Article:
But to go back to one of my original points – this is undeniably an incredibly important record, regardless of its overall quality, because it has bridged the modern “class” of progressive metal with ambitious songwriting and intricate detail. This modern “class” – the 2010’s artists that follow Animals as Leaders or Periphery, scarcely sound like progressive metal at all with the impossibly polished production and cookie-cutter vocals. Odyssey to the West is undeniably cut from the same cloth – many of the riffs and melodies come from that same school of thought, but it has been done here with such vision and style that nearly all of the parts I despise about those artists have vanished. The production here is dense, emotional and powerful – there are no saccharine pop punk melodies or Avenged Sevenfold clean-shaven guitar tones. There are no uber-djeneric Axe-FX tones or cliched Casio synth pads filling up space here. As condescending as this may sound, Odyssey to the West sounds like a modern progressive metal album, with an emphasis on the modern, made by someone with matured and educated taste in art.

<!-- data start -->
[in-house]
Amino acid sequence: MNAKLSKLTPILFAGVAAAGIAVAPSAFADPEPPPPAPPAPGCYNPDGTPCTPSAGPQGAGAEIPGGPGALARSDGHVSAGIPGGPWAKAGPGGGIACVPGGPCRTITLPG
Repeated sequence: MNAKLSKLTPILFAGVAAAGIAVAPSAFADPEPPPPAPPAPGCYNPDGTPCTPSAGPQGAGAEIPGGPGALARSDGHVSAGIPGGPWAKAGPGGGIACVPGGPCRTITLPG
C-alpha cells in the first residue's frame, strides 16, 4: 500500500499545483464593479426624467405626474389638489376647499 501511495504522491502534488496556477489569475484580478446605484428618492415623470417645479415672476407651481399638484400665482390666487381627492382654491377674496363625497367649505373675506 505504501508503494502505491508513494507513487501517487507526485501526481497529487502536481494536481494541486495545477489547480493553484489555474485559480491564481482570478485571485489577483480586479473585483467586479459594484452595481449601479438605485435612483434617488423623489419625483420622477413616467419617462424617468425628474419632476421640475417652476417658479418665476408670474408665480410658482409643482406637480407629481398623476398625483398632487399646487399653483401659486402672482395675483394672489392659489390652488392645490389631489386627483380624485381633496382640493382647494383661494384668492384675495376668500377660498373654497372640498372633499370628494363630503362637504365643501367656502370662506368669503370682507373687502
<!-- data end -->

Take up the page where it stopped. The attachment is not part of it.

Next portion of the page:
Before this, it was Uneven Structure’s Februus, an album with a lot of similarities to this, that was the “shining beacon” within djent and the new movement of progressive metal that proved that it could, if made by the right people, be truly excellent. But no one had really done it. Even that album had plenty of flaws – the constant obsession with the high-pitched atmospheric whining guitar, as well as the ambient track that never really seemed to fit with the rest of the music at all pulled it down to just “good” in my mind, but I enjoyed it as a piece of evidence. It was proof that djent wasn’t just Periphery’s pop punk, or Animals as Leaders’ wank, or Between the Buried and Me’s utter garbage, but it could be truly great. Odyssey to the West is the album that takes that mantle. Regardless of where it ultimately sits in my album of the year rankings, this is an album that has proven to me, amongst other things, that there is power and life and emotion within this new movement of progressive metal. It truly is a game-changer for the entirety of progressive music. The undeniable ambition of the record will prove to the naysayers that there is serious artistic value in djent and deathcore, and the quality of songwriting in the softer sections will prove that it’s not just style over substance. This is a truly great record. It finally happened. Bravo Slice the Cake.